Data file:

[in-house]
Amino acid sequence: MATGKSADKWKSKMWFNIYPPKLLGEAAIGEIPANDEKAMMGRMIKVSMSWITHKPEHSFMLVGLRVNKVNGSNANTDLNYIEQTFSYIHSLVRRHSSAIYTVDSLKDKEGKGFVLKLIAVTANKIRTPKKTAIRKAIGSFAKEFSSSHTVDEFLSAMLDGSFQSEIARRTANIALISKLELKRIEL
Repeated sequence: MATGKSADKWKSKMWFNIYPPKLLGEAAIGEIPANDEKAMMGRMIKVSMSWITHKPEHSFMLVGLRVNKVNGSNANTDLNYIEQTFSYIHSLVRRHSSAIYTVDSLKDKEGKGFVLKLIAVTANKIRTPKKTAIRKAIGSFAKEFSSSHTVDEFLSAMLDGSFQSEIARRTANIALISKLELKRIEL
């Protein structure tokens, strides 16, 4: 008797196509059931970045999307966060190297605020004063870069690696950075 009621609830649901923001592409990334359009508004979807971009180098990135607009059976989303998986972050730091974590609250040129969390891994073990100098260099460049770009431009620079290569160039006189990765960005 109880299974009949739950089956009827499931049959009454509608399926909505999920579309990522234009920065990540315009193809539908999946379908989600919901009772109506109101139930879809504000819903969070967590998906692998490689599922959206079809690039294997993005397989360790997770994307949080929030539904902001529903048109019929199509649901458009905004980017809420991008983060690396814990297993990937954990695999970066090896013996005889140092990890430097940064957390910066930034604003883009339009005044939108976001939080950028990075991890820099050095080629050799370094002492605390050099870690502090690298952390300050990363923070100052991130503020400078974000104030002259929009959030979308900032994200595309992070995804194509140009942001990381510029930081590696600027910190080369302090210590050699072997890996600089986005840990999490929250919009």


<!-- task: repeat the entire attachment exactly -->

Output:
[in-house]
Amino acid sequence: MATGKSADKWKSKMWFNIYPPKLLGEAAIGEIPANDEKAMMGRMIKVSMSWITHKPEHSFMLVGLRVNKVNGSNANTDLNYIEQTFSYIHSLVRRHSSAIYTVDSLKDKEGKGFVLKLIAVTANKIRTPKKTAIRKAIGSFAKEFSSSHTVDEFLSAMLDGSFQSEIARRTANIALISKLELKRIEL
Repeated sequence: MATGKSADKWKSKMWFNIYPPKLLGEAAIGEIPANDEKAMMGRMIKVSMSWITHKPEHSFMLVGLRVNKVNGSNANTDLNYIEQTFSYIHSLVRRHSSAIYTVDSLKDKEGKGFVLKLIAVTANKIRTPKKTAIRKAIGSFAKEFSSSHTVDEFLSAMLDGSFQSEIARRTANIALISKLELKRIEL
């Protein structure tokens, strides 16, 4: 008797196509059931970045999307966060190297605020004063870069690696950075 009621609830649901923001592409990334359009508004979807971009180098990135607009059976989303998986972050730091974590609250040129969390891994073990100098260099460049770009431009620079290569160039006189990765960005 109880299974009949739950089956009827499931049959009454509608399926909505999920579309990522234009920065990540315009193809539908999946379908989600919901009772109506109101139930879809504000819903969070967590998906692998490689599922959206079809690039294997993005397989360790997770994307949080929030539904902001529903048109019929199509649901458009905004980017809420991008983060690396814990297993990937954990695999970066090896013996005889140092990890430097940064957390910066930034604003883009339009005044939108976001939080950028990075991890820099050095080629050799370094002492605390050099870690502090690298952390300050990363923070100052991130503020400078974000104030002259929009959030979308900032994200595309992070995804194509140009942001990381510029930081590696600027910190080369302090210590050699072997890996600089986005840990999490929250919009």